For a long time, people have had asphalt shingles or other types of asphalt roofing, tiles, slate or other roofing systems. However, residential metal roofing is among the fastest growing home improvement segments. The benefits of using a galvanized steel roof, such as metal shingles or metal panels, allow homeowners to use products of lasting value to upgrade their homes.
A metal roof is an investment that beautifies your home, increases its value, reduces the environmental footprint, and provides protection for a lifetime. Unlike other roofs that diminish in value as time passes, metal roofs have the following benefits that last:
- Performance expectation is 50 or more years
- Metal roof styles that match any neighborhood or home
- Interlocking panels that provide maximum wind resistance
- Energy efficiency that keeps homes cooler
- Low weight that helps preserve the life and structural integrity of the roof
Style of Metal Roofs
Metal roofs are adaptable to nearly any home and roof design. There are metal roof options for steep and low pitch roofs. Available products look like tile, slate, and wood shakes.
There is metal roofing suitable for arched or rounded roofs. Difficult areas such as transitions, dead valleys, and flashing can be flashed with metal that matches rather than rely on failure-prone sealant used with many roofing materials.
The styles and colors of traditional roofing materials tend to change frequently. Matching older products is difficult if a home is modified or added unto in any way. The majority of metal roofing manufacturers are consistent with their colors and designs. Homeowners know they will be able to match materials at a later date.
The surface finish provides beauty and durability. There are some factors to consider when choosing a metal roof finish. Two types of paint chemistry are used on metal roofs.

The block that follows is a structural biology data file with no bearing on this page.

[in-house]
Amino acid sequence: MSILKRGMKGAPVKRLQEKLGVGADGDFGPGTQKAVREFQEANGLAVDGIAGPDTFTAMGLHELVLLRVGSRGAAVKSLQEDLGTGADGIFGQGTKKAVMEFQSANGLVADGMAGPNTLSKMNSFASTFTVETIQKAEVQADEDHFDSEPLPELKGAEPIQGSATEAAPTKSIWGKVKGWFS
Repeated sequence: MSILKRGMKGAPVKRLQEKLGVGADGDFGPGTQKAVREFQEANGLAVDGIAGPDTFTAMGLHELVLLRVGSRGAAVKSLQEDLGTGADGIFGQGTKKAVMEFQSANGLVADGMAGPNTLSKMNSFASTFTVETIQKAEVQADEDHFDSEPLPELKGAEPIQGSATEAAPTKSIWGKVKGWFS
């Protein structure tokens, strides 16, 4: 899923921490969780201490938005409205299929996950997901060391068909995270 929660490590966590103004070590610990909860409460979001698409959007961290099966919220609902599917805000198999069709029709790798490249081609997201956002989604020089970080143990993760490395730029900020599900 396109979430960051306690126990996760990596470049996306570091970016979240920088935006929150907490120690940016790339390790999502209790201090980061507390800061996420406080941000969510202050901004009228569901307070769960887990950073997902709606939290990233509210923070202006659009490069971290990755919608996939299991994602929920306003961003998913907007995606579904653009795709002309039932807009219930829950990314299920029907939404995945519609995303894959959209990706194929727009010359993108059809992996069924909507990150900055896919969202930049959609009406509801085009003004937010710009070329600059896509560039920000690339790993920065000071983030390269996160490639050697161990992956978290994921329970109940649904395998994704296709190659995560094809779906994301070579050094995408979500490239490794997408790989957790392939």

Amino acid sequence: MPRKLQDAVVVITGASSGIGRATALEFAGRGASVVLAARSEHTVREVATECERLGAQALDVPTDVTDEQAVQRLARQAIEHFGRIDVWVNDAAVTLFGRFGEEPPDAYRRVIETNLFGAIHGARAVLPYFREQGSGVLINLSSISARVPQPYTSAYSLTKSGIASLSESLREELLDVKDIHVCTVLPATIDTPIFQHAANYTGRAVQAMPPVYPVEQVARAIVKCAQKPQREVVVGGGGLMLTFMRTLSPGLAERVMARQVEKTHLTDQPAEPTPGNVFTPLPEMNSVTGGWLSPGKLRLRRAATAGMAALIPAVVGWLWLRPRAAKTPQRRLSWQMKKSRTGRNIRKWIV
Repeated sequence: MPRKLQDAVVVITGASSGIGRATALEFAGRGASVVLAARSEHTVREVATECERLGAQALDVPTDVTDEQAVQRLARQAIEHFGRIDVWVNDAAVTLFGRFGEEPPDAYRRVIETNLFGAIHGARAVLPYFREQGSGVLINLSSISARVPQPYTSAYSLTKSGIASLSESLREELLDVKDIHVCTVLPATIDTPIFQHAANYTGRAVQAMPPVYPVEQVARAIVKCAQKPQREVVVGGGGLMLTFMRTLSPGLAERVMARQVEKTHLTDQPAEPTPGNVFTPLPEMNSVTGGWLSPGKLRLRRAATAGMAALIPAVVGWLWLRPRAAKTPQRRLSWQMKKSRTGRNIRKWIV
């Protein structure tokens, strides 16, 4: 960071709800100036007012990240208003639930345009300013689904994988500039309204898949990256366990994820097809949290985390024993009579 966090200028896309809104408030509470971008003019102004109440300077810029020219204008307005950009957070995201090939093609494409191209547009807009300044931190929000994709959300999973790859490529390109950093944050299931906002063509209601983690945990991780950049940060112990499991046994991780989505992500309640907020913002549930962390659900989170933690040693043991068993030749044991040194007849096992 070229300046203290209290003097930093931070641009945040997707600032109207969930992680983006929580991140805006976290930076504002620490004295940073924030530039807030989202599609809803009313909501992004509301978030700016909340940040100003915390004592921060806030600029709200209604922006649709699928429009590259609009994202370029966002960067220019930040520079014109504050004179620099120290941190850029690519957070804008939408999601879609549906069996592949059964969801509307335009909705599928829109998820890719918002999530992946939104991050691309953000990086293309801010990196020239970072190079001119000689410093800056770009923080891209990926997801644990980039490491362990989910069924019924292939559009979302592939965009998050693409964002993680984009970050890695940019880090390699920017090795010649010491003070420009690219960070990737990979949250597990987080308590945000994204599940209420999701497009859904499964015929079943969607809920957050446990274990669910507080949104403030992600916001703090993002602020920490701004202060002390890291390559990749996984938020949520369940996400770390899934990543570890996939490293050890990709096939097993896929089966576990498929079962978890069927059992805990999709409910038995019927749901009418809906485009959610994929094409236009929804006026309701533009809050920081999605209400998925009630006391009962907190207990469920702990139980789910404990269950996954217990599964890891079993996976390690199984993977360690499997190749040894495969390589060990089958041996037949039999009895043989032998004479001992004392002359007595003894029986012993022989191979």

The industry leader is called PVDF, which is short for polyvinylidene fluoride finish. The finish is known for its chalk and fade-resistance. PVDF is highly recommended in regions that have high UV ray exposure.
Strict quality controls mean all PVDF coatings will have similar performance expectations. No other coating out-performs a PVDF. Some metal roofing manufacturers offer products that exceed the industry standard. The finish consists of a primer and top coat. Enhanced finishes have additional PVDF layers such as a clear coat or a decorative print coat.
Polyester is the other chemistry commonly used. Several versions are available. They include modified, siliconized, and super. This coating is less expensive than PVDF. The performance has improved over time. There is a marked performance decline after ten or more years.
Choosing the color of metal roofing is a roofing decision that impacts the style and beauty of a home. Color also has a role in how long a roof looks like new. Despite the excellent pigmentation of PVDF and top grade polyester finishes, ‘muddy’ or light colors such as grays and browns carry a better performance expectation than bright colors.
The industry calls yellow, blue, and red ‘saturated’ colors. They are formulated with a high percentage of one pigment. If pigments change over time, there is no negative impact on the color.